Social demography and eating patterns to the risk of stunting

Article History

Submited : November 3, 2020
Published : November 15, 2021

Stunting is a long-term manifestation of low-quality diet consumption factors, recurrent infectious diseases, and the environment. Stunting in infants needs special attention because it can hamper physical growth, mental development and health status in children. This study aims to determine the social demographic effects and feeding patterns on the risk of stunting. This research is a quantitative study with a retrospective cohort test design and using concetutive sampling. The total sample in this study were 177 case groups and 177 control groups. The instrument used in this study was a questionnaire that caused stunting. Analysis of the data used in processing the questionnaire is chi square analysis and logistic regression analysis with an accuracy rate of 95%. As for testing the influence of factors using path analysis. Based on the results of the path analysis test it is known that the pattern of feeding (b = 0.213; SE = 0.034; p <0.001), gender (b = 0.095; SE = 0.50; p <0.001), number of working family members (b = 0.103; SE: 0.046, p <0.005), number family members (b = 0.028; SE = 0.023; p <0.001) and mother's work (b = 0.018; SE = 0.029; p <0.000) have a direct effect on stunting risk. which means that every increase in one unit of working mothers will affect the reduction in stunting. Meanwhile, mother's education has an indirect effect on stunting, but mother's education has a direct effect on feeding patterns (0.041; SE = 0.067; p <0.001). This study shows that the variables of gender, number of families, work of mothers, number of working families, and quality of life of children have a direct and significant effect on stunting risk, while mother's education has an indirect influence over dietary factors.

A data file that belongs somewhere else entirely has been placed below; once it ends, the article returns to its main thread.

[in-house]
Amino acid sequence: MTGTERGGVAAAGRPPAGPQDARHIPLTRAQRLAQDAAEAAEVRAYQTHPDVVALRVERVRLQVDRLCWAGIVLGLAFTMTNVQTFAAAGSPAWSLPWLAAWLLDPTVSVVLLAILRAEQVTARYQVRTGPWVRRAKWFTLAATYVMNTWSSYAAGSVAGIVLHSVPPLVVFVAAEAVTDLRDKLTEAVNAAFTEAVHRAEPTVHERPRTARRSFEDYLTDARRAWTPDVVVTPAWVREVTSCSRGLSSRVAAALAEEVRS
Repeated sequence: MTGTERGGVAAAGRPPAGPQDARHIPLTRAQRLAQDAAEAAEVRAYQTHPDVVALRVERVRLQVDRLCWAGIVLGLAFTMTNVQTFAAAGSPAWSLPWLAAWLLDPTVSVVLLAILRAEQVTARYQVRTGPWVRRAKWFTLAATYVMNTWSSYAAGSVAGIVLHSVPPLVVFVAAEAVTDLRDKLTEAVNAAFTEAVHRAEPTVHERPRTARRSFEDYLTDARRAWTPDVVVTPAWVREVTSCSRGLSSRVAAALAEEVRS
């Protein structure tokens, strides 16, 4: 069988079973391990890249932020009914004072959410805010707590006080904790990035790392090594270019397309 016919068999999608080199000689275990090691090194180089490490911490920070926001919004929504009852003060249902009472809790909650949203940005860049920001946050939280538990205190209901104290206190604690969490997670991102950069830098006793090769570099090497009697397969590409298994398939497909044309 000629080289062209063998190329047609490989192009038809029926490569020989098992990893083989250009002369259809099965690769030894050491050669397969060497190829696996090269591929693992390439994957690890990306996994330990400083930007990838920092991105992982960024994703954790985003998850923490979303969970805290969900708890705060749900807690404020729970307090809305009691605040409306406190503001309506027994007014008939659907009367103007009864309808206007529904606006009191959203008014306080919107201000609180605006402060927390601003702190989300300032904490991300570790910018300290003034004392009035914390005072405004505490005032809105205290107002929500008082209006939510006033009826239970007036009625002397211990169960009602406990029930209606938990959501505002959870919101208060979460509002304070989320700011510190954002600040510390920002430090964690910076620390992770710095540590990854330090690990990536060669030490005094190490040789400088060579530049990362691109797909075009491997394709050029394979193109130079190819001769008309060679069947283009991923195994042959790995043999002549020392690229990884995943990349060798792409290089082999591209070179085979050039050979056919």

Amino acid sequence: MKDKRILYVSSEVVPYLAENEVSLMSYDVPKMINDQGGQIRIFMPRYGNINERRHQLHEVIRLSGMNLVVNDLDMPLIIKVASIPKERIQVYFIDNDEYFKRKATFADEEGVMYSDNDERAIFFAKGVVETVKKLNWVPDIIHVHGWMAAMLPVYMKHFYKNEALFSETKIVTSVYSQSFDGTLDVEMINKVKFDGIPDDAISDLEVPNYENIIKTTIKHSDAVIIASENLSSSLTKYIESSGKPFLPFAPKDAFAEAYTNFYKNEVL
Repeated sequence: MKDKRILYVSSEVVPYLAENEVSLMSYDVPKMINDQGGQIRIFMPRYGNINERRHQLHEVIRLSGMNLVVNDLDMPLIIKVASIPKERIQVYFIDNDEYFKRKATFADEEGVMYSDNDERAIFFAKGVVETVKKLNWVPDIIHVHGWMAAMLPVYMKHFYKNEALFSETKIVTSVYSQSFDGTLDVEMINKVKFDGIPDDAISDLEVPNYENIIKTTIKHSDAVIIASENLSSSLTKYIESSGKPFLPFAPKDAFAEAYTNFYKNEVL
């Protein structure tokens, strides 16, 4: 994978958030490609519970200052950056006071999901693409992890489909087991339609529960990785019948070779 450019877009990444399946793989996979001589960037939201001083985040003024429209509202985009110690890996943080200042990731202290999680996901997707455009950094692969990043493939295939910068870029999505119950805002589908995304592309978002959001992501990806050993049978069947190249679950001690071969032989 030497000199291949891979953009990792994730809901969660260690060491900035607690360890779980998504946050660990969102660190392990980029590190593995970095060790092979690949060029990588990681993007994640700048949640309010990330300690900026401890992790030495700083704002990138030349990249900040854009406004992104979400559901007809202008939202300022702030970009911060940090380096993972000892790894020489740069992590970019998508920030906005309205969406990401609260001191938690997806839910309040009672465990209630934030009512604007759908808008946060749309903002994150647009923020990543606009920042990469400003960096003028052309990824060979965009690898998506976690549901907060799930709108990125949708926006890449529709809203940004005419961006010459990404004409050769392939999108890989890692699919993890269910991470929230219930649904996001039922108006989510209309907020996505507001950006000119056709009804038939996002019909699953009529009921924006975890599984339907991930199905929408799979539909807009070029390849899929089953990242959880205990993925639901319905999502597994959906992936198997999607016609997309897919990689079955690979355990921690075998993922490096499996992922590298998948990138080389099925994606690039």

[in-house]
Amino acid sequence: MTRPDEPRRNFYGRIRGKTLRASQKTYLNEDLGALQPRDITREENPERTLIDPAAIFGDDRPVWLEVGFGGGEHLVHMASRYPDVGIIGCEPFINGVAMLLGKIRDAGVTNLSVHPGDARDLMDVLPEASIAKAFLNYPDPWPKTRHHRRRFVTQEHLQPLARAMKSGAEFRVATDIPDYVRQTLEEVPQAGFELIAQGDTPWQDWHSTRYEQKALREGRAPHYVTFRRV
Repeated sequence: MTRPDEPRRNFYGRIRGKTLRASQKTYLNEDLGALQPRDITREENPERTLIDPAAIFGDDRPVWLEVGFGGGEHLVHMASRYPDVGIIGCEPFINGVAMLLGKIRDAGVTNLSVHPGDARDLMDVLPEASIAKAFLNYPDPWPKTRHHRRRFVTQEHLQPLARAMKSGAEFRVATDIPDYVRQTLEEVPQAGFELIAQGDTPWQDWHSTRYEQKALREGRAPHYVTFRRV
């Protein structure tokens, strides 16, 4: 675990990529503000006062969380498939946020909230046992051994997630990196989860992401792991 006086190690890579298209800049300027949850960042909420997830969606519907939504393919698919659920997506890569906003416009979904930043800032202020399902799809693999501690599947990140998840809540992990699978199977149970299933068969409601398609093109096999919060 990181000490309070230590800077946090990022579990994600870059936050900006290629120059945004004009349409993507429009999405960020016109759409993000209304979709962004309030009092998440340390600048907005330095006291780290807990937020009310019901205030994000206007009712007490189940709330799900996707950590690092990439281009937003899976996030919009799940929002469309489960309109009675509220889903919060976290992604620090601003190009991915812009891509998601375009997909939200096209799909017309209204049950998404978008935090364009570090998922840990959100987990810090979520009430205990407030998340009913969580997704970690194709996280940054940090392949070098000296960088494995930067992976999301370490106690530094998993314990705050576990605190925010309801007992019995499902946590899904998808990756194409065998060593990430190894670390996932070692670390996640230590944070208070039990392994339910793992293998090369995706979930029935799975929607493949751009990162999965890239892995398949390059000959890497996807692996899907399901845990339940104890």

Wahyuningsih, H., & Kusmiyati, Y. (2021). Social demography and eating patterns to the risk of stunting. Jurnal Kesehatan Ibu Dan Anak, 14(2).